Activism and protest has led news headlines for years. The number of protests around the world, questioning human rights and political issues, particularly in the United States, has risen increasingly over the last. This year in Washington D.C, there has been a mass movement led by students called March for Our Lives. This protest called for greater gun control in the US following 8 school shootings that have occurred since the beginning of the year. The Women’s March took place in late January 2017; this protest saw involvement of nearly 1 million people within the US and over 4 million people globally. They marched for women’s rights being recognized as human rights, as well as LGBTQ rights, racial equality, worker’s rights, and many other issues faced by US and international citizens. Another prominent global movement which surfaced in 2013 is the Black Lives Matter campaign. This member-based organisation is fighting to end the violence and racism faced by Black communities. These are all current acts of protest but what about the protests and activism the world has seen throughout history?
For the new academic year our History department has introduced two new modules. One focuses on activism within Britain and the other looks at how colonised peoples resisted empire around the world. Both modules interpret gender history and BAME (Black, Asian, and minority ethnic) history uniquely.
HR104-4-SP: Resisting Empire is a first year, spring term module. The module will focus on the definition of resistance and how we think about it and will put non-Europeans at the centre. Events looked at will range from the Haitian Revolution, 1791 to 1804, the succession and power of Angolan Queen Anna Nzinga, 1557, the Pueblo Revolt of Mexico, 1680, the Boxer Rebellion of China, 1899-1901, as well as other movements that took place in Kenya and Cuba. Unlike current modules taught within the department, HR104 looks at other empires, like the Portuguese and Dutch, in addition to the British Empire. The module is aimed at providing students with broader exposure to lesser known events and movements, alongside thinking about empire from the view of the colonized, rather than the colonizers.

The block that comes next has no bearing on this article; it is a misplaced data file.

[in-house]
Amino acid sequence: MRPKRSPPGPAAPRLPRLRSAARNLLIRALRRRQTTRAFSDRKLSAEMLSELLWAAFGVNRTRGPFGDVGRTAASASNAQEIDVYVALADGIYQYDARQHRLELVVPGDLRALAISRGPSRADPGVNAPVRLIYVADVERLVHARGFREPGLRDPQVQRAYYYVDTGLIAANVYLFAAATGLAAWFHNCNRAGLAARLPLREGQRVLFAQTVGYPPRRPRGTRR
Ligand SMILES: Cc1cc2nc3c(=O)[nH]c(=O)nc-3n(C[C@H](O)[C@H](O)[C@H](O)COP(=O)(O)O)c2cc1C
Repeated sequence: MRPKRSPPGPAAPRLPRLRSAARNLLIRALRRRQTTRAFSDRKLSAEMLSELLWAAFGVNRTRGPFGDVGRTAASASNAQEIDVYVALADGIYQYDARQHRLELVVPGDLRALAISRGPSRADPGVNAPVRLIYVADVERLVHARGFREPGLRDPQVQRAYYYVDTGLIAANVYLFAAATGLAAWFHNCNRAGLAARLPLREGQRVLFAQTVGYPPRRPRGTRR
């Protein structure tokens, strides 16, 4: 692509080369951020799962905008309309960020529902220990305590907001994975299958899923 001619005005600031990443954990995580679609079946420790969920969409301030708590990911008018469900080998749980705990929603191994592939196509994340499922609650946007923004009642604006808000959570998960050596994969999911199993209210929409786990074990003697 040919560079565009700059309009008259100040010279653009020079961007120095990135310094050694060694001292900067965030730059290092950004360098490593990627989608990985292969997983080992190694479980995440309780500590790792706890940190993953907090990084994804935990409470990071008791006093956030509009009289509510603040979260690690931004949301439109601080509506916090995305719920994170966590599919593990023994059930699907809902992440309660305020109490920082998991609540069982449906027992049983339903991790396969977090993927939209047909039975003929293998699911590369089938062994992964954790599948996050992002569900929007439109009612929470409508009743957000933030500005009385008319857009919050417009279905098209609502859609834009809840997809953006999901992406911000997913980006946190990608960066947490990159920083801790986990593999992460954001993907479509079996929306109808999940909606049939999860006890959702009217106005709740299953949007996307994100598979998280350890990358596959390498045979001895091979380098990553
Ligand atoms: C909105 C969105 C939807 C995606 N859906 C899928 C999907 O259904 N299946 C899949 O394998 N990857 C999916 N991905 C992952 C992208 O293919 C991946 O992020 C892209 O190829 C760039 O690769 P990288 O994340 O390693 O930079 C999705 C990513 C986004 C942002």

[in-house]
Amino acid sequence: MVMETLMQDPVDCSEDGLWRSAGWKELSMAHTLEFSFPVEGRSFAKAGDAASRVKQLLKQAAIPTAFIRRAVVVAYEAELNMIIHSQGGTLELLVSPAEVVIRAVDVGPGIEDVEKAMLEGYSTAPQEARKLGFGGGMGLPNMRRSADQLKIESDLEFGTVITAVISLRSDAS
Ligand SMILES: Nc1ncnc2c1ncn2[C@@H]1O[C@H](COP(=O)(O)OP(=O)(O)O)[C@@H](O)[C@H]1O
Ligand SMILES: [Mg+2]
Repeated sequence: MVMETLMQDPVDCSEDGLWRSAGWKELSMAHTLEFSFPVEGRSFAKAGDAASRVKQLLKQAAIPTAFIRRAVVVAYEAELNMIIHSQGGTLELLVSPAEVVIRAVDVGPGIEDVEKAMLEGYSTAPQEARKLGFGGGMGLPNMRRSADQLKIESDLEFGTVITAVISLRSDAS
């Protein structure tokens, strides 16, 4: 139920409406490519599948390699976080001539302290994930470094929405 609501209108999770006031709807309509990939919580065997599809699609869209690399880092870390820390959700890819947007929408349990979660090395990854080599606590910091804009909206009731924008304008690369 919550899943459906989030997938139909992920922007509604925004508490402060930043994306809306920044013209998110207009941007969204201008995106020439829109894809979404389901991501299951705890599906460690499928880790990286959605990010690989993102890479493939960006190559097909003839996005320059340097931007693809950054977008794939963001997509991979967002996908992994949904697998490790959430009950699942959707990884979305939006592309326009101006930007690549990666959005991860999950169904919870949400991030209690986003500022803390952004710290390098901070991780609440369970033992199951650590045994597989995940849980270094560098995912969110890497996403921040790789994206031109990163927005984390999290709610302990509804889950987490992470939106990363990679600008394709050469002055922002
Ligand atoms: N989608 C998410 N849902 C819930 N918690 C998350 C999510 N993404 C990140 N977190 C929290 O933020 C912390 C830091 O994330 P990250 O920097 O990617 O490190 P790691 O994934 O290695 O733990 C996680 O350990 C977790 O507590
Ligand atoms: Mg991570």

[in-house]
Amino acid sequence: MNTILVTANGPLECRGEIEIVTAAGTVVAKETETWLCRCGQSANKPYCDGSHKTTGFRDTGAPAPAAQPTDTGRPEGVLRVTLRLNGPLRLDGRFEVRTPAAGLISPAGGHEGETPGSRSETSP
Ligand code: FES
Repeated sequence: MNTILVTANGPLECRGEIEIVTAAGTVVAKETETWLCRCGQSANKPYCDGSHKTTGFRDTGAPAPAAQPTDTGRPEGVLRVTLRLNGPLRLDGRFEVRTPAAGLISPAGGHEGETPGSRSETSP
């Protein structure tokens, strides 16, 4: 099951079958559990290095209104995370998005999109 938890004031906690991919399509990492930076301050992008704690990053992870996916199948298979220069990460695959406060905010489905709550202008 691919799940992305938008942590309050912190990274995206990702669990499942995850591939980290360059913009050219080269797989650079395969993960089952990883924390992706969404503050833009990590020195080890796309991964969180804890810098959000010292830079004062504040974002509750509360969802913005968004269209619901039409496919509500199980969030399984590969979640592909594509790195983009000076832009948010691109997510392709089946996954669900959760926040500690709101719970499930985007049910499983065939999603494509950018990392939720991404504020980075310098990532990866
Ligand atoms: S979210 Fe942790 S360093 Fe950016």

HR225-5-AU: Cultures of Activism: Protest in Britain, 1958-2003 is available for second-year students, in the Autumn term. Considering current protests, which I mentioned before, this module has been designed to look at how people within Britain have been involved in activism within the twentieth century. The definition of ‘activism’ is highlighted, as well as examining the effects of protest on society. Some examples of British protest looked at are the Campaign for Nuclear Disarmament in 1958, the Black Power movement, feminist movements, health activism, and environmentalism. The module aims to allow students to develop an understanding of what initiated protest in the late 1900s, how these protests have changed over time, and most importantly to be able to recognize how current protest and activism draws on the history of activism.
For more information contact the History Department or visit the module directory.